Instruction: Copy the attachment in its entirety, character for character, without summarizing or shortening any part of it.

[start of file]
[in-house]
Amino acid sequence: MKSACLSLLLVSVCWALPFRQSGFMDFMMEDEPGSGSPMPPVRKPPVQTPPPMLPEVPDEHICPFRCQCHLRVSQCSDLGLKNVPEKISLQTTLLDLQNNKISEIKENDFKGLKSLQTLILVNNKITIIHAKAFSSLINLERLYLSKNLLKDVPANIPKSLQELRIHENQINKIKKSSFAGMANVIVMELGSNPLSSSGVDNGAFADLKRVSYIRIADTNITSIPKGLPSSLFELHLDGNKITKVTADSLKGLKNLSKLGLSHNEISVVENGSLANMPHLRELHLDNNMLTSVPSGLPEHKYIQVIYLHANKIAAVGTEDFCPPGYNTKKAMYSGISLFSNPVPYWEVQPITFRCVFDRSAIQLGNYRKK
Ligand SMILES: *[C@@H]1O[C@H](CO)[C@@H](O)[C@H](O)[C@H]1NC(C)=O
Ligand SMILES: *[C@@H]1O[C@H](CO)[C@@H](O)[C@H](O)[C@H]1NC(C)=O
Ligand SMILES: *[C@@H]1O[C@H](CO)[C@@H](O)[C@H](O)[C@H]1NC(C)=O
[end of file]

[in-house]
Amino acid sequence: MKSACLSLLLVSVCWALPFRQSGFMDFMMEDEPGSGSPMPPVRKPPVQTPPPMLPEVPDEHICPFRCQCHLRVSQCSDLGLKNVPEKISLQTTLLDLQNNKISEIKENDFKGLKSLQTLILVNNKITIIHAKAFSSLINLERLYLSKNLLKDVPANIPKSLQELRIHENQINKIKKSSFAGMANVIVMELGSNPLSSSGVDNGAFADLKRVSYIRIADTNITSIPKGLPSSLFELHLDGNKITKVTADSLKGLKNLSKLGLSHNEISVVENGSLANMPHLRELHLDNNMLTSVPSGLPEHKYIQVIYLHANKIAAVGTEDFCPPGYNTKKAMYSGISLFSNPVPYWEVQPITFRCVFDRSAIQLGNYRKK
Ligand SMILES: *[C@@H]1O[C@H](CO)[C@@H](O)[C@H](O)[C@H]1NC(C)=O
Ligand SMILES: *[C@@H]1O[C@H](CO)[C@@H](O)[C@H](O)[C@H]1NC(C)=O
Ligand SMILES: *[C@@H]1O[C@H](CO)[C@@H](O)[C@H](O)[C@H]1NC(C)=O